Just as in India the gang rape and murder of the physiotherapy student in Delhi in 2012 and the rape of the five-year-old in April this year have led to riots and a shift in awareness and, one hopes, police behaviour, so 2013 in Britain will be marked and remembered for Operation Yewtree.
I must explain. In late 2012 it was revealed that the late Jimmy Savile, a famous television personality since the 1960s was a predatory paedophile who had sexually assaulted hundreds of children. He had used his fame and position as the presenter of Top of The Pops to seduce or rape boys and girls who lined up in adulation as his fans. His victims have only now come forward, alleging that the assaults took place in the precincts of the BBC in studio dressing-rooms.
Savile also set himself up as a fund-raiser for children's charities contributing to institutions which cared for children with mental and physical disabilities. Some of those have now come forward to say he used his status as a charity benefactor to gain access to and sexually abuse them.
These revelations have led to an inquiry within the BBC and to a police investigation instigated by public outrage, dubbed Operation Yewtree.
Why was he not caught earlier? Did society and the police turn a blind eye to this most awful abuse of the vulnerable because the perpetrator was famous and, therefore, untouchable?
Some of the victims, when asked why they didn't complain immediately after the crime or soon after, protested plausibly that they were only children at the time and were convinced they wouldn't be believed. Did a cultural frame of mind or an evident bias in the magnetic power-orientation of society silence them?
Under the pressure of these questions the remit of Operation Yewtree as defined by the contemporary chiefs of the British police spread to the arrest and questioning of any celebrity who was accused by a victim or victims of such sexual crimes in the past.
A remit of rape investigation should include any individual accused of it, but Operation Yewtree has limited itself to men who are famous and in the public eye. They have arrested and questioned more than 15 actors, disc jockeys, publicists, TV presenters and other 'celebs' whom alleged and anonymous victims have come forward to name, shame and to have prosecuted.
One of these, Tony Stuart, now in his 80s, a TV presenter of some fame in the last three decades, has pleaded guilty to more than 40 counts of rape and indecent assault on children. He was charged, appeared in court and awaits sentence.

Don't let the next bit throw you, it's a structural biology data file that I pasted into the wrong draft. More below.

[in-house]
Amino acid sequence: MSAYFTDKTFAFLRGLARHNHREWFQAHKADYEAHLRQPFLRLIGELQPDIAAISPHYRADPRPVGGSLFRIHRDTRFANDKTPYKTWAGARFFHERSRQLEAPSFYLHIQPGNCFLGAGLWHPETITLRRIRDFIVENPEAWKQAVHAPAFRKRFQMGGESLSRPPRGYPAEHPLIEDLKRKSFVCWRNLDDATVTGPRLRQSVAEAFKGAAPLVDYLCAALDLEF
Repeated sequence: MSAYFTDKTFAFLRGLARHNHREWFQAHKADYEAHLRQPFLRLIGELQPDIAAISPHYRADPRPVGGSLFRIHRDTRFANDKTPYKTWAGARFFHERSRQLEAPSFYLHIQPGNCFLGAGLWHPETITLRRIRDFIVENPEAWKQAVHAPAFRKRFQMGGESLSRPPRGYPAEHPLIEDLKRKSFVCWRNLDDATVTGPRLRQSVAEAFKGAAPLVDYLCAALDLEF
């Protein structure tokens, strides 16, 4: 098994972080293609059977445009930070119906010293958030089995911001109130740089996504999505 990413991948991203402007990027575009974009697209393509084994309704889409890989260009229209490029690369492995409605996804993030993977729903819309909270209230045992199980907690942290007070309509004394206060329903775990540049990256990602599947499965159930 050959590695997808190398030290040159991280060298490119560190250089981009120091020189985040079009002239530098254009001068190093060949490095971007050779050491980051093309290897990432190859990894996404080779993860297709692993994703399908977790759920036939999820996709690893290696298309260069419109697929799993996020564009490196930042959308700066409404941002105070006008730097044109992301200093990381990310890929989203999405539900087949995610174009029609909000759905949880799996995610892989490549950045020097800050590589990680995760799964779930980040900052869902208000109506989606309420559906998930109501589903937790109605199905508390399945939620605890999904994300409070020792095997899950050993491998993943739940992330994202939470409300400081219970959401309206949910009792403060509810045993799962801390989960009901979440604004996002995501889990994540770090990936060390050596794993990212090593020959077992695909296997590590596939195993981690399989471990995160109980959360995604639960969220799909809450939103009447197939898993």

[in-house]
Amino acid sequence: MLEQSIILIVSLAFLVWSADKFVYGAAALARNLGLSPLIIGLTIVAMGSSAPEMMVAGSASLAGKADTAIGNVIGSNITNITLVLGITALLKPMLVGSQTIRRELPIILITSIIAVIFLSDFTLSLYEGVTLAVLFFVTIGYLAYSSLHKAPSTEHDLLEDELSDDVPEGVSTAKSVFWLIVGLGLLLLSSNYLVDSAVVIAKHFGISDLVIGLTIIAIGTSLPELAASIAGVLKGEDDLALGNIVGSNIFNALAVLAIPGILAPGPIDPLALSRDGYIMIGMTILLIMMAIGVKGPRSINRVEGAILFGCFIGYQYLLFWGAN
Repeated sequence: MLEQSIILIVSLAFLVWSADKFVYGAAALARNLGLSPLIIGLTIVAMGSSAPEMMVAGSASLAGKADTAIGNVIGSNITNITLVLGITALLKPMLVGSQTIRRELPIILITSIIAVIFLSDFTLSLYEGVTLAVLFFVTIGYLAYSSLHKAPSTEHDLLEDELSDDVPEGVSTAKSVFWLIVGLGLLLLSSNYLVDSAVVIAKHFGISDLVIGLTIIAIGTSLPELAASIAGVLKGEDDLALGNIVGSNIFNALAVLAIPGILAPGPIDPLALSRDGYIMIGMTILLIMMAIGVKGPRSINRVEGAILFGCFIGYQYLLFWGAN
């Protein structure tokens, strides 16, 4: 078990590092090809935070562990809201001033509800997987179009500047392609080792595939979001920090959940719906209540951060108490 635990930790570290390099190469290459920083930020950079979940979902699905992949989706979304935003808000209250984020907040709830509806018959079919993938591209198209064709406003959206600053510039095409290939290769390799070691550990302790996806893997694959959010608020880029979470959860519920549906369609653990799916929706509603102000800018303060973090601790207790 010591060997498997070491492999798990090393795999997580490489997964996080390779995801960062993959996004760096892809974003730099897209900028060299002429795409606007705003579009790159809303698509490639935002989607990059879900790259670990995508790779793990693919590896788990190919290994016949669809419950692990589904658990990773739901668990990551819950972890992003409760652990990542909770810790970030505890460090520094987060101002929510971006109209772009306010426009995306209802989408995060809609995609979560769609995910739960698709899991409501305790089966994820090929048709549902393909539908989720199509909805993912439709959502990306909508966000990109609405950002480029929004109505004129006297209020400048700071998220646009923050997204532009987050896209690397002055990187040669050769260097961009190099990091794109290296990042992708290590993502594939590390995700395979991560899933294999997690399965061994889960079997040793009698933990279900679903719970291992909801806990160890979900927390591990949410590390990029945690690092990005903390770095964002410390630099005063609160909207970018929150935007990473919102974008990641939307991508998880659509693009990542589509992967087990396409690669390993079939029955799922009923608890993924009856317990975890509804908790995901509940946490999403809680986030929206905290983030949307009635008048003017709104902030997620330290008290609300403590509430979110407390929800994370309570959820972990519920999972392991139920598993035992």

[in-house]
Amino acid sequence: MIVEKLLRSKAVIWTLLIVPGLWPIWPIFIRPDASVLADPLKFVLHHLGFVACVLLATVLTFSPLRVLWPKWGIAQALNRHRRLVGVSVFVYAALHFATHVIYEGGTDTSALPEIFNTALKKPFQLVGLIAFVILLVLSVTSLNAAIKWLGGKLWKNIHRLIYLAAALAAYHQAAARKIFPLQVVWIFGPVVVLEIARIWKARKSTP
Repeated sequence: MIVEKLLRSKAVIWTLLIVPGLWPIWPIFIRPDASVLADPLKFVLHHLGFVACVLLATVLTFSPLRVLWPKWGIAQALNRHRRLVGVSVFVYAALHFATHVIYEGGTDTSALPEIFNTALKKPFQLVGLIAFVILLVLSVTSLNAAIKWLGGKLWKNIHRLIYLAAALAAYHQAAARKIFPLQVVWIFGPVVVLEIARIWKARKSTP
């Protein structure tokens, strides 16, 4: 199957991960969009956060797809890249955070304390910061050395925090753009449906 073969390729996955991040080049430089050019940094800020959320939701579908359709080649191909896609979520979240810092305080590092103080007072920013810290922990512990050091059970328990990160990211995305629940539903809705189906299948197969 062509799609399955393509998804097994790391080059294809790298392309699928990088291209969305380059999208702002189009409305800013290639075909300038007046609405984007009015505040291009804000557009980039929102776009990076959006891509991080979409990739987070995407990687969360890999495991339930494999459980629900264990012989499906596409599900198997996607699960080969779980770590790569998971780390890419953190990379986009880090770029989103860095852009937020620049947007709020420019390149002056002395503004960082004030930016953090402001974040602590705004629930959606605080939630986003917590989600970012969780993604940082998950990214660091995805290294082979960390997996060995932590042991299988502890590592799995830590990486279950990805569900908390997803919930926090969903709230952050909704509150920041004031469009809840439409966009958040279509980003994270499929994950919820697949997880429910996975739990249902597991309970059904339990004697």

His admission of guilt and remorse is unique. All the others who have been arrested and questioned, with the media being tipped off in advance, have either not been charged or deny and contest the accusations levelled against them.
Nevertheless they have been named in the press and in the eyes of the public tarred with the Savile brush. Their accusers remain anonymous because the British law protects the identity of victims of rape but not that of the alleged perpetrator.
Most of the alleged crimes that Operation Yewtree has singled out happened 10, 20, 30 and even 40 years ago. The pattern of arrests so far suggests that there was in the 1960s, 1970s and perhaps later a sub-culture in which pop stars and TV personalities didn't regard sexual acts with their underage fans as criminal activity or perceived it as a risk worth taking.
The British sense of irony sees every rock star of the 1960s and 1970s rushing to hire high-profile lawyers and legging it to far points of the globe in anticipation of impending arrest. The journalists' joke is "to save print, paper and the planet, tomorrow's headlines will name all those celebrities who are not child molesters and rapists."
One senior lawyer has commented that very many of these cases will be impossible to prove as it will be the victims' word against that of the defendants. The burden of proof is heavy but elusive. She says, drawing very wide and strident opposition from other lawyers, that there should be a statute of limitation on such charges and that the alleged rapists should be afforded anonymity in law until proved guilty because their reputations and lives are ruined by the fact of publicised arrest.
With no qualification in law, but some journalistic experience in assessing public mood, I feel that she is right on the first count. A jury will find it difficult to convict on a single allegation but could convict if a pattern of criminal behaviour is established.
A retrospective statute of limitations may let off some suspects of Yewtree - many of them in their 70s and 80s - as the allegations go back several decades. If nothing else, Yewtree is an indicator of this generation's judgement on the nasty cultural assumptions of the previous one.
Even so, some commentators contend that the judgement amounts to a witch-hunt. I can't agree. Witches don't exist. Child molesters - 'kiddy-fiddlers' - do.
Farrukh Dhondy is an author, screenplay writer and columnist based in London
The views expressed by the author are personal